Angels Branch of the Sierra Railway
The Angels Branch of the Sierra Railroad is one of the most famous and unique shortline branches in the world. The Angels Branch of the Sierra Railroad in California's Mother Lode, built between Jamestown, CA and Angels Camp, CA began operation in 1902. It travelled deep into the Stanislaus River canyon, traversing several switchbacks on the steep grades down to the Stanislaus river and back up. The branchline took a big hit during the great depression and finally was abandoned in 1937.
In 1976 I was fortunate enough to be able to hike the entire length of this Sierra foothill's railroad branchline before it was flooded below hundreds of feet of water for a new reservoir - The New Melones - a part of California's Central Valley Water Project. During the 2 day hike, I could clearly see the cuts and switchbacks, yards, small towns and mine sites. In the future, I'll upload some photos from this trek.
Below I've included some links to resources of interest about the history of the Sierra Railroad and the Angels Branch - both of the prototype and models in various scales including HO, O and S scale. Also, please check out my related website dedicated to the Hetch Hetchy Valley Railroad and Yosemite Valley Shortline - both neighbors of the Sierra, sharing a common history in part.
Return soon as I'll be adding new material here on a near daily basis.
Sierra Railway #30 - Gus's Special - The little 2-6-2 was originally built for the Sierra Railway as their Number 30. She is slightly smaller than the standard logging 2-6-2 of that era. In all, the locomotive weighs about forty-nine tons, and has forty-two inch drivers, as compared to the more common forty-four inch drivers that are found on logging locomotives.
The Number 30 was built for the Sierra's branch that existed between Jamestown and Angels Camp. The branch had heavy grades, tight curves, and four switchbacks, which required a very flexible, yet gutsy locomotive. The branch had been built in 1902, and prior to the arrival of the Number 30, geared power had handled most of the traffic. In addition to their 2T Shays, and 2T Heisler, Sierra's 3T Shay, Number 12, which is also now owned by the Association, probably worked the branch. With the arrival of the Number 30, Sierra disposed of the last of their geared power.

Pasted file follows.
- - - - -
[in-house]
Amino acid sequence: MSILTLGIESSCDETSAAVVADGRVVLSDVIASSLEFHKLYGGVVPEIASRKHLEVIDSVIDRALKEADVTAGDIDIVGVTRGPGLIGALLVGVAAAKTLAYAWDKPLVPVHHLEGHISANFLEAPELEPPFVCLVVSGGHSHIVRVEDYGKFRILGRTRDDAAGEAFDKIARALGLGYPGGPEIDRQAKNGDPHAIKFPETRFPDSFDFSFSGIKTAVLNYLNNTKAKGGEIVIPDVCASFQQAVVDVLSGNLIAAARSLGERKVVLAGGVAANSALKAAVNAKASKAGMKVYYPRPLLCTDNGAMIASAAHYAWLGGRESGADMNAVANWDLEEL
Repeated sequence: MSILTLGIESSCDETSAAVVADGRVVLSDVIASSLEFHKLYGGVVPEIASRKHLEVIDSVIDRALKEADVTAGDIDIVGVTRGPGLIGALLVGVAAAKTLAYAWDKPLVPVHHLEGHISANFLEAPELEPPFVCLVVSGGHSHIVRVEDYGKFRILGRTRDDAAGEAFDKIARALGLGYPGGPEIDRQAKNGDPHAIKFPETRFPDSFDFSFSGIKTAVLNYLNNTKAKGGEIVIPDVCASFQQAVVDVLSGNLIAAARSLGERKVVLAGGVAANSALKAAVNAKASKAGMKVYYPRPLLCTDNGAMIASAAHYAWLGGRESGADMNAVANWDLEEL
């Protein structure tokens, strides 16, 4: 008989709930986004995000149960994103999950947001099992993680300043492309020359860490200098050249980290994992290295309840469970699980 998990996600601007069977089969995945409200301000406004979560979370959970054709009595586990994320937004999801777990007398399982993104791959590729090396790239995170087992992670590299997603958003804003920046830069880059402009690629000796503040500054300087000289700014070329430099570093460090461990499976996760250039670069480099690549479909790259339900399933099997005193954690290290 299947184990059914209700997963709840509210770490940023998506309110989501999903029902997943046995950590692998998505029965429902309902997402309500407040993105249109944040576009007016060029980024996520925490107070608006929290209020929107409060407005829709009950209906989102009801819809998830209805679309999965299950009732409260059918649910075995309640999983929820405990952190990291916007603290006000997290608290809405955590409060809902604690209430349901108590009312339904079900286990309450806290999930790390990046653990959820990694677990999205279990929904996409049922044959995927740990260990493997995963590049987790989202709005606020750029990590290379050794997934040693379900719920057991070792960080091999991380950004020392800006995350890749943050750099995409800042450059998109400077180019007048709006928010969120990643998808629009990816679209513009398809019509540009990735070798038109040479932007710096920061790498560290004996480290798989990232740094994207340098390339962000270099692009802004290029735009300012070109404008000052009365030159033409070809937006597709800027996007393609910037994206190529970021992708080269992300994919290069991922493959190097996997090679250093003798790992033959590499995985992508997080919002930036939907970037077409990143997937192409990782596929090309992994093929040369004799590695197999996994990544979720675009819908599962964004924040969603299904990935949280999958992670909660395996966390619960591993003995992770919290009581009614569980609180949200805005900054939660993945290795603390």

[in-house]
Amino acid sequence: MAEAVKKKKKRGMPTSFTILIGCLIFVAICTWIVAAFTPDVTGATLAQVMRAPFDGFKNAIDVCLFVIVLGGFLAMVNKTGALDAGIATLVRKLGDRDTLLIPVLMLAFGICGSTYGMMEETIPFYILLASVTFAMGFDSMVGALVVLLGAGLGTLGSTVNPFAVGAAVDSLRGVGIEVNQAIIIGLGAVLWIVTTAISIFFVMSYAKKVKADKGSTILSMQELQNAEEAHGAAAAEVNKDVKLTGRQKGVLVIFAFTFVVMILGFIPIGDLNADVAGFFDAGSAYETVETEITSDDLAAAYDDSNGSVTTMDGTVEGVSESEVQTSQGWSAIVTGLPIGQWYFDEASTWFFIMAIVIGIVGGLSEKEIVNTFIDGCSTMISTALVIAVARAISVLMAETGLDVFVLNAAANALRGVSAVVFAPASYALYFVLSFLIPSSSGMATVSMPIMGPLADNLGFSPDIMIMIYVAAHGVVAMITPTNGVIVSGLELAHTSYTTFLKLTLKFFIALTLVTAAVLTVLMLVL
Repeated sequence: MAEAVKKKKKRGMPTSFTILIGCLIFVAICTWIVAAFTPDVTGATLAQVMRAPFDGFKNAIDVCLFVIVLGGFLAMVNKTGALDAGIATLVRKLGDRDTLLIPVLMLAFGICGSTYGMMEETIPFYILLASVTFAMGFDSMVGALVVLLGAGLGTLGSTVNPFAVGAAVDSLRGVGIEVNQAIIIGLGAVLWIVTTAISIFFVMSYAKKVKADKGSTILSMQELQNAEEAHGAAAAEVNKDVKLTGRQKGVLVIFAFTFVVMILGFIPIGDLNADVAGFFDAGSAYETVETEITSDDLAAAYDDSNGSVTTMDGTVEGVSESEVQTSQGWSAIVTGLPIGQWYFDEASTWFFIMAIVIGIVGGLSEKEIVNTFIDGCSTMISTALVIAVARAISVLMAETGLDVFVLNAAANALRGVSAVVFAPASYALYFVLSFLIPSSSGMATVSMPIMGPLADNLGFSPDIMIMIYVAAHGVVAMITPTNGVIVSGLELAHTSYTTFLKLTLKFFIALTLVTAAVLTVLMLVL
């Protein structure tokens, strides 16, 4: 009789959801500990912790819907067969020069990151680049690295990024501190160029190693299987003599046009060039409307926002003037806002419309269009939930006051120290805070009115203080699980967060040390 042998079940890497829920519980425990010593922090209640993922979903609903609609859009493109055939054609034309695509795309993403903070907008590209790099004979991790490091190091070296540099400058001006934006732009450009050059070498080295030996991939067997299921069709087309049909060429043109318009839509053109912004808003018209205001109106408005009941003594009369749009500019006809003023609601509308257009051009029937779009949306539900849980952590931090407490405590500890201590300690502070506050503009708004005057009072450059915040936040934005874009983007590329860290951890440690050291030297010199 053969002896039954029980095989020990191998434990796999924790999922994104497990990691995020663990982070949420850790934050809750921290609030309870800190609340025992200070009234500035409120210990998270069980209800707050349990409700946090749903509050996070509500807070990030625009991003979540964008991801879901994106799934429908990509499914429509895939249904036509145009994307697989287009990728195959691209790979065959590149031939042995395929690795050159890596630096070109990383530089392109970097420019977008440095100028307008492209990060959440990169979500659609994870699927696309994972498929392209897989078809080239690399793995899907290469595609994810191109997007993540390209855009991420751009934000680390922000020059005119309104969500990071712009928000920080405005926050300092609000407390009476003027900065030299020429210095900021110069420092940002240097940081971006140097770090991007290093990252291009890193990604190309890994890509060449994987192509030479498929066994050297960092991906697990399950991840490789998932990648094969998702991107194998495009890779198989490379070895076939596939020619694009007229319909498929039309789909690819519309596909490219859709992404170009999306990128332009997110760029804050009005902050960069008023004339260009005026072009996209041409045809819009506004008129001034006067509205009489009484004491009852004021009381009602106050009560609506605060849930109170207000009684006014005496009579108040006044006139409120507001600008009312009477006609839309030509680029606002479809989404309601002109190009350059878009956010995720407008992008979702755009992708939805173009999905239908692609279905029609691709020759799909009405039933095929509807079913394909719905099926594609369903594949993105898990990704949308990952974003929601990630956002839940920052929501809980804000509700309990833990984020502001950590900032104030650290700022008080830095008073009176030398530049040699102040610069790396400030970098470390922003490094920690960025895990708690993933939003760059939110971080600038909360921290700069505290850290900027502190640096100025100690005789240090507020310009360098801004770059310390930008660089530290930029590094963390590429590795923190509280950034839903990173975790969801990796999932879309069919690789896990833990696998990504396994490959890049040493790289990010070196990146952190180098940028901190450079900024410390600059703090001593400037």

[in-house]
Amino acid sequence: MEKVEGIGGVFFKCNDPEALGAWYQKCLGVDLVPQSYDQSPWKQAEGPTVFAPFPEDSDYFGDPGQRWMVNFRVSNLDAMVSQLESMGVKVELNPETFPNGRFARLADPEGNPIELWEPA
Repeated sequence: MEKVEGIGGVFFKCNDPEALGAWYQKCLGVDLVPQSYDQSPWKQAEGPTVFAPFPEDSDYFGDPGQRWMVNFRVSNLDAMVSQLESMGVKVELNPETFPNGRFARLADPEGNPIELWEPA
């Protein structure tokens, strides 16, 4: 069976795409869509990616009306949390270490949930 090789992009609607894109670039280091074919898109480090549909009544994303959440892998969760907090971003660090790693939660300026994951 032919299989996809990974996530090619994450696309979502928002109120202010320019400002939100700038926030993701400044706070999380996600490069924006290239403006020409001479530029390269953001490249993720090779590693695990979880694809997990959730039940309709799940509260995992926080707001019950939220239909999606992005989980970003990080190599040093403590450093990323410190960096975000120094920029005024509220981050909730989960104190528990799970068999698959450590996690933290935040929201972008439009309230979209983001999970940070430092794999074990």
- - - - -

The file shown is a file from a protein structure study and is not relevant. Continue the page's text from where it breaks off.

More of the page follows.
Railtown 1897 State Park - The Movie Railroad: A brief history of the Sierra Railway and Railroad
The Sierra Railway of California was incorporated January 1, 1897. Behind the incorporation was Mr. Thomas S. Bullock, a New York railroader and former owner of the defunct Prescott & Arizona Central Railroad, as well as chief promoter of the new line. Providing financial resources were Mr. William Crocker, San Francisco banker and treasurer of the California Exploration Company (which owned many mines in the Mother Lode) and his brother-in-law, Prince Andre Poniatowski, the representative of a group of wealthy French investors.
Railtown Collection of Locomotives and Train Cars - The collection exhibited at Railtown 1897 State Historic Park contains 5 steam locomotives dating from 1891 to 1925. Of this total, 3 operated on the Sierra Railway and successor Sierra Railroad during its days as a completely steam-operated railroad. The collection also includes a number of train cars and a selection of internal-combustion powered locomotives, one of which dates back to an original service life on the Sierra Railroad. Below are some of the highlights of the collection you can see at Railtown 1897 State Historic Park.
Angels Camp Museum - Model stamp mill and model train showing route of Angels branch of Sierra Railway.
Wikipedia: Sierra Railroad - The Sierra Railroad, was founded in 1897 to connect the California Central Valley to the Gold Country foothills of the Sierra Nevada. Its historic western terminus has always been in Oakdale where a junction was once formed with both the Atchison, Topeka & Santa Fe Railway and the Southern Pacific. The Santa Fe's (now BNSF Railway] Oakdale Branch provided one freight outlet to the AT&SF mainline at Riverbank, California; the SP Oakdale Branch from Stockton was abandoned and torn out in the early 1980s. The Sierra continues to haul freight between Oakdale and Keystone, carries passengers in special themed excursion trains, and makes its tracks available for Hollywood movie productions.
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